Knowing “what” the consumer wants is the missing element of proximity marketing. With geofences and iBeacons, marketers have “where” nailed. They are also pretty good at knowing “who.” But it’s still guesswork to predict what the consumer actually wants to know, or do.
Knowing “who” and “where” are just data points to get closer to “what.” Sophisticated algorithms use history, demographic information, visit frequency and dwell times to gauge the interest level in a product. In turn, this data is used to determine the timing and content of messaging with the hope of delivering the proverbial “right message at the right time.” But asking “what?” is the ultimate question of proximity marketing.
There is an alternative proximity technology that starts with the answer to “what.” It’s the Physical Web. And it may be the highest and best use of beacons. With it, the beacon broadcasts a URL that displays information that may be of interest to a consumer. If so, they select it. That choice tells us what is of interest and that we have the customer’s full attention. At the same time, the Physical Web can also supply answers to the questions of “where” and “who” to complete the interaction profile. Let’s look more closely at the Physical Web as a marketing technology.
Another way to compare iBeacon and geofences to the Physical Web is to look at who initiates the interaction. iBeacon is typically marketer initiated. It is outbound marketing and begins with tracking a customer’s movements. Using their location, visit frequency, etc., to choose content, the marketer can then push what is hoped to be the right message.
Technology now allows consumers to block advertising and push marketing at will. To break through the noise, marketers must be a part of content people want. The best way to do this is to let them tell you what is of interest.
Inbound marketing means producing content of interest to a particular consumer profile, then having consumers seek that information and initiate contact. Along the same lines as blogs, newsletters, whitepapers, search engine optimized websites, and social media, the Physical Web is inbound. By producing content valuable to consumers, then “attaching” it to relevant locations or products, marketers are able to incentivize consumer engagement in-store. Because it begins with product and location, content can be made highly relevant. Further, because Physical Web interactions are consumer initiated, they are positioned to fulfill needs and build loyalty. People know when they are being marketed to, just as they know when they are being helped or entertained. They appreciate an attentive brand.
One widely understood benefit of Physical Web beacons is that they can be deployed without apps. Their content can be accessed by Physical Web enabled browsers. A growing number of browsers such as Google’s Chrome, Mozilla’s Project Magnet, or Opera can scan for nearby Physical Web content.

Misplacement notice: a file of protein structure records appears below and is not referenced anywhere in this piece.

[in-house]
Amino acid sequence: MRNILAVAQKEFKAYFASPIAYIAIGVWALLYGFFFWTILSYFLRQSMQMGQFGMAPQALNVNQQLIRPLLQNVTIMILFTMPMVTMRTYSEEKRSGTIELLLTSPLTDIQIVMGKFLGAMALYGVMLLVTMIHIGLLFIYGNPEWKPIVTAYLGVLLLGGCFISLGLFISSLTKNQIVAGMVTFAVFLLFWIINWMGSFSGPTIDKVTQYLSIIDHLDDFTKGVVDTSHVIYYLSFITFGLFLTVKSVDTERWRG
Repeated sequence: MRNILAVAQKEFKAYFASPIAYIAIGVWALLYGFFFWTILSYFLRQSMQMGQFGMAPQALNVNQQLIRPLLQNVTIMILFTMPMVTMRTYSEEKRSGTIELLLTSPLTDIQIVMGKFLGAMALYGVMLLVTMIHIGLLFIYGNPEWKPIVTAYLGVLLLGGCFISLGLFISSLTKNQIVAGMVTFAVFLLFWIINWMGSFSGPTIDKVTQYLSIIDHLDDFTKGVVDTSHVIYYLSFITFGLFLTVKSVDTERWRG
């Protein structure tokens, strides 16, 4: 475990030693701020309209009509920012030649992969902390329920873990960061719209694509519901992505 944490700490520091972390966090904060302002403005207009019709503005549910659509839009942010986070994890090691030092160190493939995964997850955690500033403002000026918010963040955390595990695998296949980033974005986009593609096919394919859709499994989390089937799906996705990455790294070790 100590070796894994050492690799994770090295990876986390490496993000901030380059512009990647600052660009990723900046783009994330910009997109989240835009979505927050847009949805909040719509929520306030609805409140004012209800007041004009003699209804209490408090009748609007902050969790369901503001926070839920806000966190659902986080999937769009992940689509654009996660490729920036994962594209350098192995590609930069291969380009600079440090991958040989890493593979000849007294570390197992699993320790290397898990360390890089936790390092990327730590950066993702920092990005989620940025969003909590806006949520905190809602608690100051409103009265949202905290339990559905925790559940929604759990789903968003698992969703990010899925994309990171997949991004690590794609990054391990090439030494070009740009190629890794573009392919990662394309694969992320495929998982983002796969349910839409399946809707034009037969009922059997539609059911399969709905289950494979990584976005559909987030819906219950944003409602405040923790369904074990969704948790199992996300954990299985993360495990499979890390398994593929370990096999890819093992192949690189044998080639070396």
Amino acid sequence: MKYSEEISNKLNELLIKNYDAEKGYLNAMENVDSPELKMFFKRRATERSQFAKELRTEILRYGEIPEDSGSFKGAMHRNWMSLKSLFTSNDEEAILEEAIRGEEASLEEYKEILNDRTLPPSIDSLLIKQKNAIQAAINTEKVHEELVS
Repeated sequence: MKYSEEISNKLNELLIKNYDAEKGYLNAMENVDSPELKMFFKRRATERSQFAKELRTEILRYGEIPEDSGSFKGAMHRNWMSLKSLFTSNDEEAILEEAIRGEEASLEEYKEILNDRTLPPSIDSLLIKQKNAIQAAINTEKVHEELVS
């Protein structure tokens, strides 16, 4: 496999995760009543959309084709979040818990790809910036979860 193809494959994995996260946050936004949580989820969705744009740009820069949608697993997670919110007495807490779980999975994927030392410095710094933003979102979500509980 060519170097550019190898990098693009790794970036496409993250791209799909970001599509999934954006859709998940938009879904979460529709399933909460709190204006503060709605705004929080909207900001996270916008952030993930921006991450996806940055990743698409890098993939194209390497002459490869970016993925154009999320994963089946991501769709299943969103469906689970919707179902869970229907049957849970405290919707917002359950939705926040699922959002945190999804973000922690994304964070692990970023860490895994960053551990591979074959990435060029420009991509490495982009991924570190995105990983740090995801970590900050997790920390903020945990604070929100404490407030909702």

What is not as well known is that the Physical Web is just as friendly to apps. The benefits of direct access content is easily extended to apps. An app can add a “nearby button” and allow users to immediately scan for nearby Physical Web content. What’s more, the Physical Web content available may be curated so that app users only see content relevant to the app versus the entire universe of Physical Web content. This makes for a quick way to add a content-rich, inbound proximity functionality to apps.
Surprisingly, the Physical Web is also the simplest proximity technology for native app development. It is possible to custom-brand a Physical Web scanner and push it live to the app store in a couple of days. That time includes content creation and beacon installation, resulting in dramatic cost and time-to-market reductions compared to other mobile proximity campaigns. It also makes it possible to deploy content-rich native apps for small retailers, bars, events, etc., that cater to as little as a few hundred loyal patrons.
The speed and simplicity that content can be created and updated is a major benefit of the Physical Web. In most cases, content creation does not require a developer’s help. Because content is available to both apps and browsers, it is managed outside of both. This greatly simplifies content management by leveraging existing web tools. Content can incorporate any existing video, audio, and images. New content also can be quickly produced.
Given the breadth of Physical Web content options, including “Tap to order, if you don’t find your size,” “Tap to see today’s special,” “Tap to see a user video,” or “Tap to chat with a product specialist,” marketers can speedily deploy a range of digital tactics in physical stores to compete with online.
It is also possible to deploy a range of tactics involving physical interactions that simply are not possible online. Originally introduced under the catchphrase “walk up and use anything,” the Physical Web is well suited for interactive displays. Answering surveys in exchange for automatically dispensed candy, shopper control of interactive displays or personalized product instruction will become mainstream with the Physical Web.
The Physical Web is a new dimension of the web that opens a world of consumer initiated interactions. Because location and subject are known, marketers can focus on catering content to a specific audience, delivering what’s important to them, and what they love. Context makes this level of focus possible. It leads to closed-loop marketing initiatives and allows conversational marketing.
With inbound proximity marketing, customers come to you. Interesting location-relevant content is the fuel that creates these opportunities for engagement. Most importantly, it has the huge advantage of beginning an interaction with the answer to the all-important question of “what” the customer wants.